Creating a stack»
Unless you're defining a stack programmatically using our Terraform provider, you will be creating one from the root of your Spacelift account:
You need to be an admin to create a stack. By default, GitHub account owners and admins are automatically given Spacelift admin privileges, but this can be customized using login policies and/or SSO integration.
The stack creation process involves five simple steps:
- Naming, describing and labeling;
- Creating a link between your new stack and an existing Git repository;
- Defining backend-specific behavior (different for each supported backend, eg. Terraform, AWS CloudFormation, Pulumi, or Kubernetes
- Defining common behavior of the stack;
- Creating stack hooks;
Name your stack»
Staring with the most difficult step - naming things. Here's where you give your new stack a nice informative name and an optional description - this one even supports Markdown:
You'll be able to change the name and description later, too - with one caveat. Based on the original name, Spacelift generates an immutable slug that serves as a unique identifier of this stack. If the name and the slug diverge significantly, things may become confusing.
Here you will be able to choose which space your stack belongs to. Initially, you start with a root and a legacy space. The root space is the top-level space of your account, while the legacy space exists for backward compatibility with pre-spaces RBAC.
Also, this is the opportunity to set a few labels. Labels are useful for searching and grouping things, but also work extremely well with policies.
In this step, you will need to tell Spacelift where to look for the Terraform code for the stack - a combination of Git repository and one of its existing branches. The branch that you specify set here is what we called a tracked branch. By default, anything that you push to this branch will be considered for deployment. Anything you push to a different branch will be tested for changes against the current state.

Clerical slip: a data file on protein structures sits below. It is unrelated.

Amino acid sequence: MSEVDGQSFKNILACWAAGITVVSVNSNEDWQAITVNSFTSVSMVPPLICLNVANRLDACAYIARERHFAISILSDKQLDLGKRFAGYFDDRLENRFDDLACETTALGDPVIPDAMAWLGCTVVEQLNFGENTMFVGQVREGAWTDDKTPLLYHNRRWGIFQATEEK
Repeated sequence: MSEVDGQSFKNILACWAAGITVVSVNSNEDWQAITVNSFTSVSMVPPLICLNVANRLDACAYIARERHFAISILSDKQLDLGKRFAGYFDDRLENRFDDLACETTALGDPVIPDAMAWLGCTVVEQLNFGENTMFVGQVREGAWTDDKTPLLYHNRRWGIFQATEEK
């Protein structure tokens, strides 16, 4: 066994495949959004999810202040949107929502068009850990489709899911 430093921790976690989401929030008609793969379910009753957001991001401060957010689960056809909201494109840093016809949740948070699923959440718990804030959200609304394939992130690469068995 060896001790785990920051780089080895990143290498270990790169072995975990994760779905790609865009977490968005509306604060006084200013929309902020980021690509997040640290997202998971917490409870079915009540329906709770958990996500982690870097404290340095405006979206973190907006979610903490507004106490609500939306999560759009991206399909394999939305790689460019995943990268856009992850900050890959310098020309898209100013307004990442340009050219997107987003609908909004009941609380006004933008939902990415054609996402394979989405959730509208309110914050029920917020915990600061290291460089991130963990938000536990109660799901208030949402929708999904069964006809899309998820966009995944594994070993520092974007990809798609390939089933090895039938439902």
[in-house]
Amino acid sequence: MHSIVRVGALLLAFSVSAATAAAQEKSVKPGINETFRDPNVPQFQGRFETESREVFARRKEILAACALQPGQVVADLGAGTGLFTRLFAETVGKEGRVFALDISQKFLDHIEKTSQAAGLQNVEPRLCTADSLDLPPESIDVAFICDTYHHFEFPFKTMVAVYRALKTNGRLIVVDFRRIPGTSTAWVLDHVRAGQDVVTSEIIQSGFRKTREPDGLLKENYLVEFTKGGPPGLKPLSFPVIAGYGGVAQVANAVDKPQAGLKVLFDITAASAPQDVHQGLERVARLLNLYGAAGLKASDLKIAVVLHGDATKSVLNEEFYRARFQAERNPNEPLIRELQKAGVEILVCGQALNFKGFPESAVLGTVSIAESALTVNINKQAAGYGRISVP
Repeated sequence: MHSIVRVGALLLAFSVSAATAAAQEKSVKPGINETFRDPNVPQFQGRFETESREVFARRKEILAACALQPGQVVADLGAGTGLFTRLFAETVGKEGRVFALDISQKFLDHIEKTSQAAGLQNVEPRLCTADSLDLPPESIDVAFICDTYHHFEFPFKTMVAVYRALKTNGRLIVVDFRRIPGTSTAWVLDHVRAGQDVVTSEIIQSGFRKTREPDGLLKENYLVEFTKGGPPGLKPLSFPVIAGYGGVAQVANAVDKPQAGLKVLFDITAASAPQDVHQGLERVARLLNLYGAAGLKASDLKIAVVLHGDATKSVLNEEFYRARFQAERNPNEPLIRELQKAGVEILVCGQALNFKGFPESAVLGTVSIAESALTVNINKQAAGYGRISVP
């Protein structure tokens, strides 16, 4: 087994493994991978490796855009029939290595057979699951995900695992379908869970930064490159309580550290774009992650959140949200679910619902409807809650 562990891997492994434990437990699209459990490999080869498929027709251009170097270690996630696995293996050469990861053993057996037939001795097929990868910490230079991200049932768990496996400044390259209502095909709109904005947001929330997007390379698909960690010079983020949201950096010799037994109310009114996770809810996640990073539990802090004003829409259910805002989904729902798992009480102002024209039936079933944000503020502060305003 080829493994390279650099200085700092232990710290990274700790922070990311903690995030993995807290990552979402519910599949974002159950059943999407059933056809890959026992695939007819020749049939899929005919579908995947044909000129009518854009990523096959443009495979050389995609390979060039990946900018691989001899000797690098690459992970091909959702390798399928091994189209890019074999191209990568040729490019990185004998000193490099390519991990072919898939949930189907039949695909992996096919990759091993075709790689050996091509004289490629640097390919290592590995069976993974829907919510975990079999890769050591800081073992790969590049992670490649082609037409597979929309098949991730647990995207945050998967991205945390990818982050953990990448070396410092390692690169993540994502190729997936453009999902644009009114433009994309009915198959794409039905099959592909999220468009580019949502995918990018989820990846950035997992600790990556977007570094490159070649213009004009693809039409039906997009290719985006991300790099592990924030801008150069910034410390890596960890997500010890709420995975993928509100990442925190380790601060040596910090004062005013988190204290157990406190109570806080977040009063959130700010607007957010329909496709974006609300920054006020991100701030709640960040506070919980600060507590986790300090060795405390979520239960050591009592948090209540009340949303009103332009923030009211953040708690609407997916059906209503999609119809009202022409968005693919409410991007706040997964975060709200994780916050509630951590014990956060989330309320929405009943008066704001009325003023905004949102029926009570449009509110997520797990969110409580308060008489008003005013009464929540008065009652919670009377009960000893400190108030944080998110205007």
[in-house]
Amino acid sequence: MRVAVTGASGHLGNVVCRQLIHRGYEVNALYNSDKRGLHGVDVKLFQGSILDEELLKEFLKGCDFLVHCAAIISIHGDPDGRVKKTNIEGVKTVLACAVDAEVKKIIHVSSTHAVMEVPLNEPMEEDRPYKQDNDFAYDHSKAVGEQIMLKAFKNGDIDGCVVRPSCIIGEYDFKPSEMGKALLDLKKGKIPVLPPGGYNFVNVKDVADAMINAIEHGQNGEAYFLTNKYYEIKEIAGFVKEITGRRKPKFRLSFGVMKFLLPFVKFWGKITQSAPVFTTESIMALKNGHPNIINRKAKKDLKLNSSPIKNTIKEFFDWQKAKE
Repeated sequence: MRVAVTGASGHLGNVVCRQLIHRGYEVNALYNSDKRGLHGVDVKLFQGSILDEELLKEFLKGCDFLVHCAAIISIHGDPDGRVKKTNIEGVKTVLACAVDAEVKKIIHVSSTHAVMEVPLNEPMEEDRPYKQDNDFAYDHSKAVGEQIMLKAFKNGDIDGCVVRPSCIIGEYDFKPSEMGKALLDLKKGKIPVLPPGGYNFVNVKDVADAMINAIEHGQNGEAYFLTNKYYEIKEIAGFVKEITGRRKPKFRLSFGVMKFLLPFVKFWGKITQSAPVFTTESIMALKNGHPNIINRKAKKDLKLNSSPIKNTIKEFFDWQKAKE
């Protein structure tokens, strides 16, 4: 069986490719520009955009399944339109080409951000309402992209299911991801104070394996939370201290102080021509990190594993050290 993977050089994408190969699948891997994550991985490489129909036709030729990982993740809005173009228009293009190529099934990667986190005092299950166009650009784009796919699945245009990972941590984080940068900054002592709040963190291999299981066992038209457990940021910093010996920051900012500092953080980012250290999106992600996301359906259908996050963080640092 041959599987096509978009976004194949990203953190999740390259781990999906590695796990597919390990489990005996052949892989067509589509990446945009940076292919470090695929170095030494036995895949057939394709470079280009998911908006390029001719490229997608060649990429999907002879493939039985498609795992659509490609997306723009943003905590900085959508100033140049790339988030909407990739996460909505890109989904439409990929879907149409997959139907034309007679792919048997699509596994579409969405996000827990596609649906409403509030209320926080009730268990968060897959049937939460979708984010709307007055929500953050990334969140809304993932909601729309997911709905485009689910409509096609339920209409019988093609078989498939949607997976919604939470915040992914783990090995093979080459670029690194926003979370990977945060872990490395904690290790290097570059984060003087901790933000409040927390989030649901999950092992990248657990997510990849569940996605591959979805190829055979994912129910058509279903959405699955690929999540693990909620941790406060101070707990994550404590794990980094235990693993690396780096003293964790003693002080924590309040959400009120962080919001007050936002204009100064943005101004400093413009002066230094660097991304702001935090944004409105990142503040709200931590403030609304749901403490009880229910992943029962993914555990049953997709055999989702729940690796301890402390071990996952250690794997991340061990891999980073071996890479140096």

The project root configuration is where inside the repository Spacelift should look for the infra project source code (e.g. create a stack for a specific folder in the repository).
A few things worth noting:
- you can point multiple Spacelift stacks to the same repository, even the same branch;
- the default behavior can be tweaked extensively to work with all sorts of Git and deployment workflows (yes, we like monorepos, too) using push and trigger policies, which are more advanced topics;
- in order to learn what exactly our Git hosting provider integration means, please refer to GitHub and GitLab integration documentation;
If you're using our default GitHub App integration, we only list the repositories you've given us access to. If some repositories appear to be missing in the selection dropdown, it's likely that you've installed the app on a few selected repositories. That's fine, too, just whitelist the desired repositories and retry.
At this point you'll probably know whether you want to create a Terraform, OpenTofu, Terragrunt, AWS CloudFormation, Pulumi, Ansible or Kubernetes stack. Each of the supported vendors has some settings that are specific to it, and the backend configuration step is where you can define them.
When selecting Terraform, you can choose which version of Terraform to start with - we support Terraform 0.12.0 and above, up to the latest version of MPL Terraform. You don't need to dwell on this decision since you can change the version later - Spacelift supports full Terraform version management allowing you to even preview the impact of upgrading to a newer version.
The next decisions involves your Terraform state. First, whether you want us to provide a Terraform state backend for your state. We do offer that as a convenience feature, though Spacelift works just fine with any remote backend, like Amazon S3.
If you want to bring your own backend, there's no point in doing additional state locking - Spacelift itself provides a more sophisticated state access control mechanism than Terraform.